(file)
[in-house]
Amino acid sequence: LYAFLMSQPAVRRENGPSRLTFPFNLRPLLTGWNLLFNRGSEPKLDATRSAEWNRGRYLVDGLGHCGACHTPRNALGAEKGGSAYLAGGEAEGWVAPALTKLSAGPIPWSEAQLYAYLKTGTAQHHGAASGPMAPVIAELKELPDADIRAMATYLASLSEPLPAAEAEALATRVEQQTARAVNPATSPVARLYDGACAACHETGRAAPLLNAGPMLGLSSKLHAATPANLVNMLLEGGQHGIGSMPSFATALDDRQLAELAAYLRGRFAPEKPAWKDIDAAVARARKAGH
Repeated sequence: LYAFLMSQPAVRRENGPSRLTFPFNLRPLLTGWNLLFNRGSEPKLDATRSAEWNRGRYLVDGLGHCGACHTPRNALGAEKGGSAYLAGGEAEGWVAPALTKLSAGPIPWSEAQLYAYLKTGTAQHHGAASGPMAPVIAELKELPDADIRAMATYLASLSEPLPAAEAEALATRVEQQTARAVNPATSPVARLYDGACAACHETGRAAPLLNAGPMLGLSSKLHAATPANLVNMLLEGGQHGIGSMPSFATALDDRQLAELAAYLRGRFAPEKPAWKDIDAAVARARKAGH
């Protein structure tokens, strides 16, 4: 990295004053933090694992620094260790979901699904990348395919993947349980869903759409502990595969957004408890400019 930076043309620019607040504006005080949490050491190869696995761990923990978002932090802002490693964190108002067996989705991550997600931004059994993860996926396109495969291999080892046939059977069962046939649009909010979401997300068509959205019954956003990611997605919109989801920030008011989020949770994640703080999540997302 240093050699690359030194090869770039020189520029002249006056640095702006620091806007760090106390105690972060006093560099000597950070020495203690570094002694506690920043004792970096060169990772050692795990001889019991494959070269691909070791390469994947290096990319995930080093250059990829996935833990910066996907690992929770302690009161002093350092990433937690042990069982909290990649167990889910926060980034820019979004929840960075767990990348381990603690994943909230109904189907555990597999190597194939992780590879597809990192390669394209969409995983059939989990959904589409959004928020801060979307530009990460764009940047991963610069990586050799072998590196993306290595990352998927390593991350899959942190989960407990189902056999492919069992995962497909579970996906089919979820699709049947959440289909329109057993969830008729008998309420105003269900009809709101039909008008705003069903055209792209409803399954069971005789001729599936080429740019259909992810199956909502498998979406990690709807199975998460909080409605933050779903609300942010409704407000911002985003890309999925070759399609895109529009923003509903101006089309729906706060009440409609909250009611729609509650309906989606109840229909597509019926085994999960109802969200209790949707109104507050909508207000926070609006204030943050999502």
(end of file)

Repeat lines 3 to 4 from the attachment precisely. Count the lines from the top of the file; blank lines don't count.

Repeated sequence: LYAFLMSQPAVRRENGPSRLTFPFNLRPLLTGWNLLFNRGSEPKLDATRSAEWNRGRYLVDGLGHCGACHTPRNALGAEKGGSAYLAGGEAEGWVAPALTKLSAGPIPWSEAQLYAYLKTGTAQHHGAASGPMAPVIAELKELPDADIRAMATYLASLSEPLPAAEAEALATRVEQQTARAVNPATSPVARLYDGACAACHETGRAAPLLNAGPMLGLSSKLHAATPANLVNMLLEGGQHGIGSMPSFATALDDRQLAELAAYLRGRFAPEKPAWKDIDAAVARARKAGH
């Protein structure tokens, strides 16, 4: 990295004053933090694992620094260790979901699904990348395919993947349980869903759409502990595969957004408890400019 930076043309620019607040504006005080949490050491190869696995761990923990978002932090802002490693964190108002067996989705991550997600931004059994993860996926396109495969291999080892046939059977069962046939649009909010979401997300068509959205019954956003990611997605919109989801920030008011989020949770994640703080999540997302 240093050699690359030194090869770039020189520029002249006056640095702006620091806007760090106390105690972060006093560099000597950070020495203690570094002694506690920043004792970096060169990772050692795990001889019991494959070269691909070791390469994947290096990319995930080093250059990829996935833990910066996907690992929770302690009161002093350092990433937690042990069982909290990649167990889910926060980034820019979004929840960075767990990348381990603690994943909230109904189907555990597999190597194939992780590879597809990192390669394209969409995983059939989990959904589409959004928020801060979307530009990460764009940047991963610069990586050799072998590196993306290595990352998927390593991350899959942190989960407990189902056999492919069992995962497909579970996906089919979820699709049947959440289909329109057993969830008729008998309420105003269900009809709101039909008008705003069903055209792209409803399954069971005789001729599936080429740019259909992810199956909502498998979406990690709807199975998460909080409605933050779903609300942010409704407000911002985003890309999925070759399609895109529009923003509903101006089309729906706060009440409609909250009611729609509650309906989606109840229909597509019926085994999960109802969200209790949707109104507050909508207000926070609006204030943050999502």